Gjirokastra’s festival: A celebration of wounds and memories
The Albanian nation is, without doubt, one of the most controversial in the world. With its cultural, lingual, political and religious differences blurring in every single angle of the country, one would expect a surrealistic situation with strict tradition and neo-liberal modernism coexisting in a tiny district. And this is how it is.
Albania is a beautiful beast. It is a Wonderland, as the elders call it ironically, in which Albanians, more like a troubled and full of wounds Alice, strive to mature through their blooded recent history. The civil war of 1997, the open weapon warehouses, the millions of emigrants, the compulsive prostitution; were more than results of a sudden transition from a strict dictatorship to anarchy. They introduced a completely new reality. A reality of children playing with bombs, Kalashnikovs and different kinds of real weapons. Armed men guarding their houses day and night in order to be secure. People not going to work, women avoiding going out of fear of being raped. Dead bodies laying on the streets and nobody approaching them for fear. People killing, torturing and maiming each other either because they were drunk, or they wanted revenge. It was the rough reality of a wild and sudden freedom.
This happened less than 20 years ago. Now, some are trying to forget what others have done. No matter in which category they belong, Albanians are celebrating diversity and show more cultural respect than they did before. Before dictatorship, before anarchy. Their most popular celebration is the Gjirokastra’s Festival. Gjirokastra’s festival has its roots in 1957 when it was celebrated in the capital of Albania, Tirana, under the title „The national Festival of music, singing and dance“. In 1968 the festival was transferred to the castle of the area of Gjirokastra and it was named as such, Gjirokastra’s Festival . The festival is organized every five years and groups from all different territories of Albania participate.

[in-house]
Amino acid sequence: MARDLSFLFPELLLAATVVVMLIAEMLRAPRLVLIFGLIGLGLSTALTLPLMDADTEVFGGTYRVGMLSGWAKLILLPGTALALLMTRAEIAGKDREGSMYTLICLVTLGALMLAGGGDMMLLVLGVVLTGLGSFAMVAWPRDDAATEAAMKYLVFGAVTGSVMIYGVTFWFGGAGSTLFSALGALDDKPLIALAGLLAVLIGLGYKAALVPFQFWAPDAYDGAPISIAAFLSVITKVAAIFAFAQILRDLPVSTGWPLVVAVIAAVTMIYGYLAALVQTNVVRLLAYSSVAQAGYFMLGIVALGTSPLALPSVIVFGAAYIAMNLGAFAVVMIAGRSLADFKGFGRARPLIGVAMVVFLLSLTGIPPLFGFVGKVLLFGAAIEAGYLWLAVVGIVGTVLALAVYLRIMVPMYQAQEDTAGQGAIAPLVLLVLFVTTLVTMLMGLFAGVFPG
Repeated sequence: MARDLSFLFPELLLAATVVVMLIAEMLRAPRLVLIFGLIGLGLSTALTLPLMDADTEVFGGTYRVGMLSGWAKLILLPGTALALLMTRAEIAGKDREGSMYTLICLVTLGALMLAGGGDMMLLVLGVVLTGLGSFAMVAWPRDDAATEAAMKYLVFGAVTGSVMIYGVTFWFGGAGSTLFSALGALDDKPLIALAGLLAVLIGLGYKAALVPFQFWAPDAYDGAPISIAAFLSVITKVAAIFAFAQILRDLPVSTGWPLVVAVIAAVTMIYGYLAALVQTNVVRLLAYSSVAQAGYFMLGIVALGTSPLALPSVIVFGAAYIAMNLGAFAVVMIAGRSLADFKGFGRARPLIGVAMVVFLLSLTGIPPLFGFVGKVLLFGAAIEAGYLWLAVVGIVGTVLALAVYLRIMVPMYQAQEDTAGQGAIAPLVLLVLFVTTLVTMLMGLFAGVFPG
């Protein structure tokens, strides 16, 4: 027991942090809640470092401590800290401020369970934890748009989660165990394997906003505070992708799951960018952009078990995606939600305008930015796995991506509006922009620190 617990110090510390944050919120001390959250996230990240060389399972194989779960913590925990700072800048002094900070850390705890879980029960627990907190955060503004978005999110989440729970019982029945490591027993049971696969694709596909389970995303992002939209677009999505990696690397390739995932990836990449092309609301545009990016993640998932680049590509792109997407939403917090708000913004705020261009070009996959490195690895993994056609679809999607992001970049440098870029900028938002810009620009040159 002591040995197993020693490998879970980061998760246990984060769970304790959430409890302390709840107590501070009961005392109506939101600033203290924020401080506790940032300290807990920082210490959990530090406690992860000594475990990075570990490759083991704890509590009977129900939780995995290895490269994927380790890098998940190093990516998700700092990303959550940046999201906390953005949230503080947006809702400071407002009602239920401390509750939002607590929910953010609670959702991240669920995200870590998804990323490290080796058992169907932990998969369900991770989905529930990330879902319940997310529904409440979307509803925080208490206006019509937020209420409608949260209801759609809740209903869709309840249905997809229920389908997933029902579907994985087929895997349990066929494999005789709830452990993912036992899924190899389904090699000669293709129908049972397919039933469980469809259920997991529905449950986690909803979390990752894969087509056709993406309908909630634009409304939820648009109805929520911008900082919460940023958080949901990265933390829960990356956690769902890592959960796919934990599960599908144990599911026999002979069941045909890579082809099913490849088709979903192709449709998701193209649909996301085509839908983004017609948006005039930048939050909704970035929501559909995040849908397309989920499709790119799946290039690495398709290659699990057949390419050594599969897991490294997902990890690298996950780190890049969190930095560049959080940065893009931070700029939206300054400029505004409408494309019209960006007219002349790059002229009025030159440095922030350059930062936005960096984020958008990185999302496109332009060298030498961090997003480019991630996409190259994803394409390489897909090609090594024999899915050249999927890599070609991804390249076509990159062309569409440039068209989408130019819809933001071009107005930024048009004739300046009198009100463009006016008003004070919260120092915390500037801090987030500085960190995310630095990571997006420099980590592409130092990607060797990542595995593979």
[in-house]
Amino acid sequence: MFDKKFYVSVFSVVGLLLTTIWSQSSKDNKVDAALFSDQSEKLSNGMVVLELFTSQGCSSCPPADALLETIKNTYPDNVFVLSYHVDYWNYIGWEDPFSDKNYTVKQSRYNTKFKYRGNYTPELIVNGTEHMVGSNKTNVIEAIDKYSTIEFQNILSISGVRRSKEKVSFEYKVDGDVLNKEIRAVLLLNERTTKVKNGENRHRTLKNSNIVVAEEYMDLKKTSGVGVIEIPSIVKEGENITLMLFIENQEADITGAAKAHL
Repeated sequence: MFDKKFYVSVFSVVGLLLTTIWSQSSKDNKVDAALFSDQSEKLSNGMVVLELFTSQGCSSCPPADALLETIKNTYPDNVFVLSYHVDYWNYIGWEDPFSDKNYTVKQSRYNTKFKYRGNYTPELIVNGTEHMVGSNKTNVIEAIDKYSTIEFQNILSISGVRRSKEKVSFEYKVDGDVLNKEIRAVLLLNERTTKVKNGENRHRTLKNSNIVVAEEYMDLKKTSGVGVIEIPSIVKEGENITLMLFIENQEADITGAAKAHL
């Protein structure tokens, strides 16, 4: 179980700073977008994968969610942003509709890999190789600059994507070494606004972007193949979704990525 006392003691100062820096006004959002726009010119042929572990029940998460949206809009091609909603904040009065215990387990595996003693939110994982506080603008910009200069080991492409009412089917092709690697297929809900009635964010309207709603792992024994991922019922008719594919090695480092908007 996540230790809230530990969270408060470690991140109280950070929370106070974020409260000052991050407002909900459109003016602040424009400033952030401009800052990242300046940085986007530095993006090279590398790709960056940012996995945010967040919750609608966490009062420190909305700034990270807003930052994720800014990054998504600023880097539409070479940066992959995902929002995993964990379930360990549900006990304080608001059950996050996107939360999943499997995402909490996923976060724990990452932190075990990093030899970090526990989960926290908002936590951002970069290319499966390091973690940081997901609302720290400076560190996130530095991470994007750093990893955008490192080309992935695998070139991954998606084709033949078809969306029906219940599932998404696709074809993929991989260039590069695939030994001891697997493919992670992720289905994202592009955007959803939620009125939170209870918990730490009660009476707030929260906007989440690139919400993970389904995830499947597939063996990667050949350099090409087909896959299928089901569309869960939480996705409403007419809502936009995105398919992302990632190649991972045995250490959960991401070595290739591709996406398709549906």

Its purpose is the protection, promotion and popularization of the best values of music, dance and culture. This is done by the production of traditional music sounds or new ones, by presenting pantomime acts, humorist games within a musical or a dancing context. The number of the participants is huge, reaching around 55.000 today. The groups come together to sing folk music and dance, with prizes going to.
This year the festival was celebrated in May and reflected its cultural expansion from Greek minorities, with Arberesh and Arvanitas participating as well. Albanian groups from abroad also played, giving a cultural note to the exiled Albanian culture.
The festival is an attraction for tourists around the world. The importance of celebrating diversity and culture in Albania is held in such high esteem, that the festival was continued, despite dictatorship. The civil war, or as some prefer, the Albanian anarchy, did not last that long. I guess and I hope that if it had lasted, this celebration of cultural diversity would still take place. Besides, in Albania everything can happen. It is a beautiful beast, it is a „Wonderland“.